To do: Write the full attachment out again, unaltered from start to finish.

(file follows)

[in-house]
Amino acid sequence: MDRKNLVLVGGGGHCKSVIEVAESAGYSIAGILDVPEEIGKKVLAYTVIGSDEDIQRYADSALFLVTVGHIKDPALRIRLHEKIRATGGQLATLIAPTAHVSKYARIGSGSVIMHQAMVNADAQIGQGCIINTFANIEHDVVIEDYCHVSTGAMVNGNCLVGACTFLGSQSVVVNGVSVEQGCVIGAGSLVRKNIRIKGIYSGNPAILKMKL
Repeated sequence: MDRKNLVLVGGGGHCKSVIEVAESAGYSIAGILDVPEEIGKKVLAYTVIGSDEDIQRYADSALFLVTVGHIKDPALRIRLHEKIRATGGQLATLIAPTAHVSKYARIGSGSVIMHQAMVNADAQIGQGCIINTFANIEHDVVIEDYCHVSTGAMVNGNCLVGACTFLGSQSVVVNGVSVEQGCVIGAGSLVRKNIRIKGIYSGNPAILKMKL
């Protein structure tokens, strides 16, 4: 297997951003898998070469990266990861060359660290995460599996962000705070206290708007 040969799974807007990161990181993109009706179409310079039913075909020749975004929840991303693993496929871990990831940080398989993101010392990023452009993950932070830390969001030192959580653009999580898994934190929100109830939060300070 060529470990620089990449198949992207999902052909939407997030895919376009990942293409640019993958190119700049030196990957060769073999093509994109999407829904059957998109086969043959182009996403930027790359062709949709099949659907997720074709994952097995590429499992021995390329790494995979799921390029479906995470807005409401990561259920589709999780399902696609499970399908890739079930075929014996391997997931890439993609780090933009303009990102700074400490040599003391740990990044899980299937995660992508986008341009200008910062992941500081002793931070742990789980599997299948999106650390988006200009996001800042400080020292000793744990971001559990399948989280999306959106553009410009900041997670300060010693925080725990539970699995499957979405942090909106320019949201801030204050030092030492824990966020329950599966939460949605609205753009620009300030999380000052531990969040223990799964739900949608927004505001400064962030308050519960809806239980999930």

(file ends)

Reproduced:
[in-house]
Amino acid sequence: MDRKNLVLVGGGGHCKSVIEVAESAGYSIAGILDVPEEIGKKVLAYTVIGSDEDIQRYADSALFLVTVGHIKDPALRIRLHEKIRATGGQLATLIAPTAHVSKYARIGSGSVIMHQAMVNADAQIGQGCIINTFANIEHDVVIEDYCHVSTGAMVNGNCLVGACTFLGSQSVVVNGVSVEQGCVIGAGSLVRKNIRIKGIYSGNPAILKMKL
Repeated sequence: MDRKNLVLVGGGGHCKSVIEVAESAGYSIAGILDVPEEIGKKVLAYTVIGSDEDIQRYADSALFLVTVGHIKDPALRIRLHEKIRATGGQLATLIAPTAHVSKYARIGSGSVIMHQAMVNADAQIGQGCIINTFANIEHDVVIEDYCHVSTGAMVNGNCLVGACTFLGSQSVVVNGVSVEQGCVIGAGSLVRKNIRIKGIYSGNPAILKMKL
């Protein structure tokens, strides 16, 4: 297997951003898998070469990266990861060359660290995460599996962000705070206290708007 040969799974807007990161990181993109009706179409310079039913075909020749975004929840991303693993496929871990990831940080398989993101010392990023452009993950932070830390969001030192959580653009999580898994934190929100109830939060300070 060529470990620089990449198949992207999902052909939407997030895919376009990942293409640019993958190119700049030196990957060769073999093509994109999407829904059957998109086969043959182009996403930027790359062709949709099949659907997720074709994952097995590429499992021995390329790494995979799921390029479906995470807005409401990561259920589709999780399902696609499970399908890739079930075929014996391997997931890439993609780090933009303009990102700074400490040599003391740990990044899980299937995660992508986008341009200008910062992941500081002793931070742990789980599997299948999106650390988006200009996001800042400080020292000793744990971001559990399948989280999306959106553009410009900041997670300060010693925080725990539970699995499957979405942090909106320019949201801030204050030092030492824990966020329950599966939460949605609205753009620009300030999380000052531990969040223990799964739900949608927004505001400064962030308050519960809806239980999930």